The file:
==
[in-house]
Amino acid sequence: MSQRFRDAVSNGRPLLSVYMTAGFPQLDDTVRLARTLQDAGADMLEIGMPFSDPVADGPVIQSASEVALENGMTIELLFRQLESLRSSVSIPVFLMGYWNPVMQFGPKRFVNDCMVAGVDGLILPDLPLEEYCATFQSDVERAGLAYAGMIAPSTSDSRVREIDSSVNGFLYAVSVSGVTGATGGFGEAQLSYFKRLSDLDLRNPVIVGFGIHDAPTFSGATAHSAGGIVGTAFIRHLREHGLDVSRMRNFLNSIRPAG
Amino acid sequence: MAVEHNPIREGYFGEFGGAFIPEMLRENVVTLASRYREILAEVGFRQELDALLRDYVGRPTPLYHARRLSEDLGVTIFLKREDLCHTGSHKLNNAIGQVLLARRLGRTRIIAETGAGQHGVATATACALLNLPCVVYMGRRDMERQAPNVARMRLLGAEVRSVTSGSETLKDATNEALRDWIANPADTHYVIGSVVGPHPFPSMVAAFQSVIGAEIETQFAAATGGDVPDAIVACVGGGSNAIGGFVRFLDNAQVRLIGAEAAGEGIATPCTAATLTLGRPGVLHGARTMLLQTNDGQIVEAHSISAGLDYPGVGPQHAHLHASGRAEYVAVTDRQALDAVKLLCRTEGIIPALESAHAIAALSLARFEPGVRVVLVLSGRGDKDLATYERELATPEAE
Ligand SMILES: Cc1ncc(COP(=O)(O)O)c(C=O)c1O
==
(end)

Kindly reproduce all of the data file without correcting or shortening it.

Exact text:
[in-house]
Amino acid sequence: MSQRFRDAVSNGRPLLSVYMTAGFPQLDDTVRLARTLQDAGADMLEIGMPFSDPVADGPVIQSASEVALENGMTIELLFRQLESLRSSVSIPVFLMGYWNPVMQFGPKRFVNDCMVAGVDGLILPDLPLEEYCATFQSDVERAGLAYAGMIAPSTSDSRVREIDSSVNGFLYAVSVSGVTGATGGFGEAQLSYFKRLSDLDLRNPVIVGFGIHDAPTFSGATAHSAGGIVGTAFIRHLREHGLDVSRMRNFLNSIRPAG
Amino acid sequence: MAVEHNPIREGYFGEFGGAFIPEMLRENVVTLASRYREILAEVGFRQELDALLRDYVGRPTPLYHARRLSEDLGVTIFLKREDLCHTGSHKLNNAIGQVLLARRLGRTRIIAETGAGQHGVATATACALLNLPCVVYMGRRDMERQAPNVARMRLLGAEVRSVTSGSETLKDATNEALRDWIANPADTHYVIGSVVGPHPFPSMVAAFQSVIGAEIETQFAAATGGDVPDAIVACVGGGSNAIGGFVRFLDNAQVRLIGAEAAGEGIATPCTAATLTLGRPGVLHGARTMLLQTNDGQIVEAHSISAGLDYPGVGPQHAHLHASGRAEYVAVTDRQALDAVKLLCRTEGIIPALESAHAIAALSLARFEPGVRVVLVLSGRGDKDLATYERELATPEAE
Ligand SMILES: Cc1ncc(COP(=O)(O)O)c(C=O)c1O